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Universities and their Involvement in Industrial Innovation as seen through Academic Patents

Conference paper
Authors Evangelos Bourelos
Maureen McKelvey
Olof Zaring
Published in The 15th Globelics Conference, Athens, Greece, 11-13 October, 2017
Publication year 2017
Published at Department of Economy and Society, Innovation and Entrepreneurship (IIE)
Language en
Keywords academic patents; innovation; technology; universities
Subject categories Economics and Business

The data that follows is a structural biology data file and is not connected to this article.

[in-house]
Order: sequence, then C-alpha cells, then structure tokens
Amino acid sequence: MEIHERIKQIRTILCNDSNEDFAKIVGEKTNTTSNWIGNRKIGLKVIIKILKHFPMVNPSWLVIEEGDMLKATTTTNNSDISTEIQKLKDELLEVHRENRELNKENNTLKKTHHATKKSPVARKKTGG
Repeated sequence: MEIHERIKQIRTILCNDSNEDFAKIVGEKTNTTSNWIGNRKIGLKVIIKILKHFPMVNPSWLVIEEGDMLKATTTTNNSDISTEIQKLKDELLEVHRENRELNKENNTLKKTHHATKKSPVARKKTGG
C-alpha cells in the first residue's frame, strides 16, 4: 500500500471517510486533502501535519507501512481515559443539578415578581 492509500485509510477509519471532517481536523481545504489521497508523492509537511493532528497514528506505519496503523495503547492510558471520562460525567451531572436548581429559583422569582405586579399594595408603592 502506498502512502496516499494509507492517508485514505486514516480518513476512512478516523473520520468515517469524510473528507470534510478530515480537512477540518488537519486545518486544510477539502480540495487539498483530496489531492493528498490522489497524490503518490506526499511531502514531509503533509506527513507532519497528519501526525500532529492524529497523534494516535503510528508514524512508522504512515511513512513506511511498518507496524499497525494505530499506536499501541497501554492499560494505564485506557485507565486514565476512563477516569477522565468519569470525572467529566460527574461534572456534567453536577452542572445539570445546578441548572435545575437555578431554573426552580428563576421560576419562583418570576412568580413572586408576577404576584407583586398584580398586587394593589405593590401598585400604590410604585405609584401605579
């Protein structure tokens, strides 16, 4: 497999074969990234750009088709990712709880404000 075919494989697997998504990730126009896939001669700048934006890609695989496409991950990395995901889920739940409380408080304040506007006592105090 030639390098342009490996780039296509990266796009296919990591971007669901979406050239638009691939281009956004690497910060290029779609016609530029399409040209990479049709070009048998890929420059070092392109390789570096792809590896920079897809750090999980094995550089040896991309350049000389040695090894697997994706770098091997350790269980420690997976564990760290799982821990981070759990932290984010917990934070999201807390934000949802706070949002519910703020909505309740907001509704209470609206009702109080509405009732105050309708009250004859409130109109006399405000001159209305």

Incomplete data can lead to faulty conclusions within social science. This matters in a larger perspective because data and subsequent conclusions form the basis for decision-making in public policy. Academic patents represent reasonably reliable and good data, in the sense that one can systematically examine patents across many variables such as countries, time periods and technological fields. As a measure of either invention or innovation, patents of course have both advantages and disadvantages, as acknowledged by many leading authors (Henderson et al., 1998, Jaffe and Lerner, 2001, Pries and Guild, 2011, Zucker et al., 2002). A recent systematic literature review has found that the topic of academic patents in the broader understanding of university-industry interactions has exploded in recent years, with high levels of citations (Bourelos, 2013). In the case of Sweden, the data about academic patents needs to be carefully collected and checked, which is why new databases must be constructed. Sweden has an institutional framework called the ‘teachers’ exception’ or ‘professor’s privilege’, which means that the individual – and not the university – holds intellectual property rights (IPR). Working with colleagues abroad, our research group has developed novel databases through a series of European projects during the last decade . The two most reliable databases that we developed for Sweden are from 2005 and 2011, where construction of the first one was initially part of an MSc thesis while the completion of the latter one is part of a PhD thesis (Bourelos, 2013, Cropelli, 2006). This paper is presenting a map of academic patenting in Sweden. These descriptive statistics allow us to assess the academic performance in Sweden and will highlight the fields and universities where academics patent. We are therefore able to identify possible areas of competitive advantage for Sweden when comparing the figures with academic patenting in other countries. At the micro level, this paper will contribute in completing the picture of the academic inventor in Sweden. The statistics of this chapter can be interesting for academics who study academic entrepreneurship, policy makers who are interested in motivating third mission activities, as well as firms who are seeking collaboration with academic inventors. The empirical overviews and results can be seen as revolutionizing what we think we know – because the new databases help us challenging many stereotypes and myths about Sweden. This chapter provides two types of data in the overview: namely, data that compares Sweden to Italy, France and the USA based upon data from 2005 as well as novel data from the recent completion of the database for 2011. This chapter presents an overview of academic patents in Sweden, by defining academic patents as patents where individual scientists and engineers working at universities and engineering faculties are involved as inventors.

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